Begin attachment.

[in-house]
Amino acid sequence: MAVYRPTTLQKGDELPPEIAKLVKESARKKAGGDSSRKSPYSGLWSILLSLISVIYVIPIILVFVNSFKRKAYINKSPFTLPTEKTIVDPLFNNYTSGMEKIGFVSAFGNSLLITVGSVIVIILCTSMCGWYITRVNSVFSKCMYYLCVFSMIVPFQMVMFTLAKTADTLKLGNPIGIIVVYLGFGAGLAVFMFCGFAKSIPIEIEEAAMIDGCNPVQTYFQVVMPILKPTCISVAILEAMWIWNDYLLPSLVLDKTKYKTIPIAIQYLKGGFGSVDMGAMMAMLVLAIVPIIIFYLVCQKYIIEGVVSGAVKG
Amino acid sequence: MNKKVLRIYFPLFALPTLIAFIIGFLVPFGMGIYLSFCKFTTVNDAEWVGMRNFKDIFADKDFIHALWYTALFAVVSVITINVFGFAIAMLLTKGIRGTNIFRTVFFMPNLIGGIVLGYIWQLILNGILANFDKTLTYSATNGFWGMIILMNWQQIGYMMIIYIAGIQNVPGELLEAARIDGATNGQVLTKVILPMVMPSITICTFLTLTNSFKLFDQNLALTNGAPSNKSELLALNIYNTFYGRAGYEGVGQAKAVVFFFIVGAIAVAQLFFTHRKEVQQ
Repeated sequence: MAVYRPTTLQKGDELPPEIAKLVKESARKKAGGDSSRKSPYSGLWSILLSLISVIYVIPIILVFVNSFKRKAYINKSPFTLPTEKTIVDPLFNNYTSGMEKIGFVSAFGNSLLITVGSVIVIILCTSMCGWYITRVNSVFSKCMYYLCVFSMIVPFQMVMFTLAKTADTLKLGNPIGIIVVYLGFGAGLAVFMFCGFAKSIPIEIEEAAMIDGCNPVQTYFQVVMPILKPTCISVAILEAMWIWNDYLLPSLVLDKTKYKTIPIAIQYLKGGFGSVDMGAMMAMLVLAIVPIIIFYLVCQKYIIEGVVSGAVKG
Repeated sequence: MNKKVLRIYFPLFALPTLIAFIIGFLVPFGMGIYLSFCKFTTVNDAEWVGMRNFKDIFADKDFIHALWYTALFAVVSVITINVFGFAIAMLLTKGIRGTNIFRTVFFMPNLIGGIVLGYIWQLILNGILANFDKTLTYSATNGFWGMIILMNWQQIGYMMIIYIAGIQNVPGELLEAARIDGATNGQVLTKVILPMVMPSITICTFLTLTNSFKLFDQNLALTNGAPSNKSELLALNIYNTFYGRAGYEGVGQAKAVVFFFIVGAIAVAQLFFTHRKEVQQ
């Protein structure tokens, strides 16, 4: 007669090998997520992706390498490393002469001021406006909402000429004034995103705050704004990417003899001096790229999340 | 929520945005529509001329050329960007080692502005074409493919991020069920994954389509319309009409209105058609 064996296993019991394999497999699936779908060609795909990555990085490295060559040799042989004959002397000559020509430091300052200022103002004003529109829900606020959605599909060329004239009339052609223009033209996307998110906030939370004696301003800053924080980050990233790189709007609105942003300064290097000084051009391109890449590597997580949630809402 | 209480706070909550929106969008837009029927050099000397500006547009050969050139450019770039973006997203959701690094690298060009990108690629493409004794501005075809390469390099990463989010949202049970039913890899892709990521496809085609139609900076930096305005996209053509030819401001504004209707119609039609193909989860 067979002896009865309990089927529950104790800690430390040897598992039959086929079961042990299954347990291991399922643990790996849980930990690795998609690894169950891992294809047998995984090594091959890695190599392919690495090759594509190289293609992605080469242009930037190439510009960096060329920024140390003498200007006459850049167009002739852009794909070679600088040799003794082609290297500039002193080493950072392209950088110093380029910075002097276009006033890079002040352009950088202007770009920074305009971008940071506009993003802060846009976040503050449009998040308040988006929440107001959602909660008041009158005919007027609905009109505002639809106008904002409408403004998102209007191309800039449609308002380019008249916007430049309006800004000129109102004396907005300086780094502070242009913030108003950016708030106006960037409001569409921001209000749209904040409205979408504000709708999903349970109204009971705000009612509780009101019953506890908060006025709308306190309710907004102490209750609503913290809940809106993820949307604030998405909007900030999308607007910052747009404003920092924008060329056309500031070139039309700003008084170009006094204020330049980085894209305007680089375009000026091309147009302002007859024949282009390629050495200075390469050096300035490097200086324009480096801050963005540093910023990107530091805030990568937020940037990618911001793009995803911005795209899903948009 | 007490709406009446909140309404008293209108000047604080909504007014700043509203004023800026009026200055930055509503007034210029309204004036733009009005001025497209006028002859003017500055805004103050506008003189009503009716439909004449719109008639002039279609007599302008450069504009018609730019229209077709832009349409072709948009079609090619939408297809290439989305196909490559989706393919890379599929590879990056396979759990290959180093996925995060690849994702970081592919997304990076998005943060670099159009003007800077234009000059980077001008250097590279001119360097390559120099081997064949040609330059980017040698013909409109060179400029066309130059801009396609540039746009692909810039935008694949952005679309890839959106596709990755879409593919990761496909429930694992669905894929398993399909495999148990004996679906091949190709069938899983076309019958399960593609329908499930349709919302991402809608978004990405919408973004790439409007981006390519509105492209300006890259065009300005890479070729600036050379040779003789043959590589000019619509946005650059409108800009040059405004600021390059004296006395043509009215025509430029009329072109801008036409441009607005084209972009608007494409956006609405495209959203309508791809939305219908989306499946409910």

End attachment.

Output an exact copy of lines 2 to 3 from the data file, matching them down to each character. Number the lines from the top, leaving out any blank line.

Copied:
Amino acid sequence: MAVYRPTTLQKGDELPPEIAKLVKESARKKAGGDSSRKSPYSGLWSILLSLISVIYVIPIILVFVNSFKRKAYINKSPFTLPTEKTIVDPLFNNYTSGMEKIGFVSAFGNSLLITVGSVIVIILCTSMCGWYITRVNSVFSKCMYYLCVFSMIVPFQMVMFTLAKTADTLKLGNPIGIIVVYLGFGAGLAVFMFCGFAKSIPIEIEEAAMIDGCNPVQTYFQVVMPILKPTCISVAILEAMWIWNDYLLPSLVLDKTKYKTIPIAIQYLKGGFGSVDMGAMMAMLVLAIVPIIIFYLVCQKYIIEGVVSGAVKG
Amino acid sequence: MNKKVLRIYFPLFALPTLIAFIIGFLVPFGMGIYLSFCKFTTVNDAEWVGMRNFKDIFADKDFIHALWYTALFAVVSVITINVFGFAIAMLLTKGIRGTNIFRTVFFMPNLIGGIVLGYIWQLILNGILANFDKTLTYSATNGFWGMIILMNWQQIGYMMIIYIAGIQNVPGELLEAARIDGATNGQVLTKVILPMVMPSITICTFLTLTNSFKLFDQNLALTNGAPSNKSELLALNIYNTFYGRAGYEGVGQAKAVVFFFIVGAIAVAQLFFTHRKEVQQ